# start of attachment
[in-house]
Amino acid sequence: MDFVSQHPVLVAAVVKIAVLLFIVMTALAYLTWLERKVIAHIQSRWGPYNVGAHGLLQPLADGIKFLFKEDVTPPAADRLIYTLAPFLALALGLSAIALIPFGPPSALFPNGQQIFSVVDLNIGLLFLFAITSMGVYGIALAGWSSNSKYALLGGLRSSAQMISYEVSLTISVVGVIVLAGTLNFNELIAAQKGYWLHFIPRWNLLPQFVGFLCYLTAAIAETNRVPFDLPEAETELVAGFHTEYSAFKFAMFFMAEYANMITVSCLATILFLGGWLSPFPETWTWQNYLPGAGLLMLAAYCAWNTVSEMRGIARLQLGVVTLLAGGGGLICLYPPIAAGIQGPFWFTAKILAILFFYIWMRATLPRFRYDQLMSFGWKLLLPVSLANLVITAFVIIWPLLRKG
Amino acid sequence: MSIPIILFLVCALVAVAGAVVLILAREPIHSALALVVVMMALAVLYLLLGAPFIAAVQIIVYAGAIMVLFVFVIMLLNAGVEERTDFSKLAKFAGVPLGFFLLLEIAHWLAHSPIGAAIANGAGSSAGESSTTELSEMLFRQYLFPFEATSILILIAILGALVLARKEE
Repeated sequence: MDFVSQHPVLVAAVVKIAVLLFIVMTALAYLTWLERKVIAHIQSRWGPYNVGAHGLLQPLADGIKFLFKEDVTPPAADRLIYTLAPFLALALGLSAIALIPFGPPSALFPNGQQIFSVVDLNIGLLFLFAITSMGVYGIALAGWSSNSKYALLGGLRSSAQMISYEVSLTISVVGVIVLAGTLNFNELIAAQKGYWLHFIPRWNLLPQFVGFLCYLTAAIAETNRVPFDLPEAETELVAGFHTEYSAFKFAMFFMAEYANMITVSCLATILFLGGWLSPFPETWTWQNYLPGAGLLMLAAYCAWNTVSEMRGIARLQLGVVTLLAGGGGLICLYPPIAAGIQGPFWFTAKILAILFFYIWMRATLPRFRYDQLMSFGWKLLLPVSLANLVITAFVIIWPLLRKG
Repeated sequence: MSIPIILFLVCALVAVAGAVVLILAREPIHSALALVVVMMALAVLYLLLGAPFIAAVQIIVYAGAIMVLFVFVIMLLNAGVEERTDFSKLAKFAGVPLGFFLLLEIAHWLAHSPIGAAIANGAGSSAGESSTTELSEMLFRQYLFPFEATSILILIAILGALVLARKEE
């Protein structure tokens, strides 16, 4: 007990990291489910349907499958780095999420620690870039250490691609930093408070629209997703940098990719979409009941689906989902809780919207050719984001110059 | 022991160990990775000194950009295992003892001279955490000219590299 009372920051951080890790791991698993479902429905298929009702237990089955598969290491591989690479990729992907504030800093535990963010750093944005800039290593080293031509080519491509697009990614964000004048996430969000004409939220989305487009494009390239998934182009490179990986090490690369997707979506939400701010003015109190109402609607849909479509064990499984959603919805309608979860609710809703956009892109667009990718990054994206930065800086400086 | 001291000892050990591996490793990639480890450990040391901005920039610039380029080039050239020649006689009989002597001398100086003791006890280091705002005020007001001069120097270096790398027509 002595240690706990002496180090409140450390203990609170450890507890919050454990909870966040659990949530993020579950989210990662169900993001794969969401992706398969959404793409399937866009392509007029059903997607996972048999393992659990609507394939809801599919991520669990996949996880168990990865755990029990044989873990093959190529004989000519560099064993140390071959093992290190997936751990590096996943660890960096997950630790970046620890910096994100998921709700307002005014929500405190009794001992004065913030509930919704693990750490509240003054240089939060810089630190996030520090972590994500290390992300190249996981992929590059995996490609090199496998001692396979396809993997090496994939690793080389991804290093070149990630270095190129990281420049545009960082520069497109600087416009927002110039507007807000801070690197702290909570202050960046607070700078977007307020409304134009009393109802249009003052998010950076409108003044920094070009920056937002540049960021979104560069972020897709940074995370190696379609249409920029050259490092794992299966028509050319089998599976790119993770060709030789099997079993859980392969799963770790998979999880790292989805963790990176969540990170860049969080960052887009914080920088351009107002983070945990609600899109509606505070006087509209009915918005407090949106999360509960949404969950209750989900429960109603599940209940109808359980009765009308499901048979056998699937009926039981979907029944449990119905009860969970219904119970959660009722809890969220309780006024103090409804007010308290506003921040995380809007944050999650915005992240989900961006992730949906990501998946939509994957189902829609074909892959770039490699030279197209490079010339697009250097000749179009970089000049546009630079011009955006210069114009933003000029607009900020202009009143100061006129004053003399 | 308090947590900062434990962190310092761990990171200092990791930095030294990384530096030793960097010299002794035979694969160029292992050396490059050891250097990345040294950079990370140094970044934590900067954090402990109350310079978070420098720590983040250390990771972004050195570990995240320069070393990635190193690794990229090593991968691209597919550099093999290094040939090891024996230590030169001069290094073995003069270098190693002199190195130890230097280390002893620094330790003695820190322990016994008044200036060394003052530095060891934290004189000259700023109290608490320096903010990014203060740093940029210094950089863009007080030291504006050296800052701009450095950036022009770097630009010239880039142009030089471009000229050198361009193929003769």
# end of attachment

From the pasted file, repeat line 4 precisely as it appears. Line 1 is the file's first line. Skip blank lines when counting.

Repeated sequence: MDFVSQHPVLVAAVVKIAVLLFIVMTALAYLTWLERKVIAHIQSRWGPYNVGAHGLLQPLADGIKFLFKEDVTPPAADRLIYTLAPFLALALGLSAIALIPFGPPSALFPNGQQIFSVVDLNIGLLFLFAITSMGVYGIALAGWSSNSKYALLGGLRSSAQMISYEVSLTISVVGVIVLAGTLNFNELIAAQKGYWLHFIPRWNLLPQFVGFLCYLTAAIAETNRVPFDLPEAETELVAGFHTEYSAFKFAMFFMAEYANMITVSCLATILFLGGWLSPFPETWTWQNYLPGAGLLMLAAYCAWNTVSEMRGIARLQLGVVTLLAGGGGLICLYPPIAAGIQGPFWFTAKILAILFFYIWMRATLPRFRYDQLMSFGWKLLLPVSLANLVITAFVIIWPLLRKG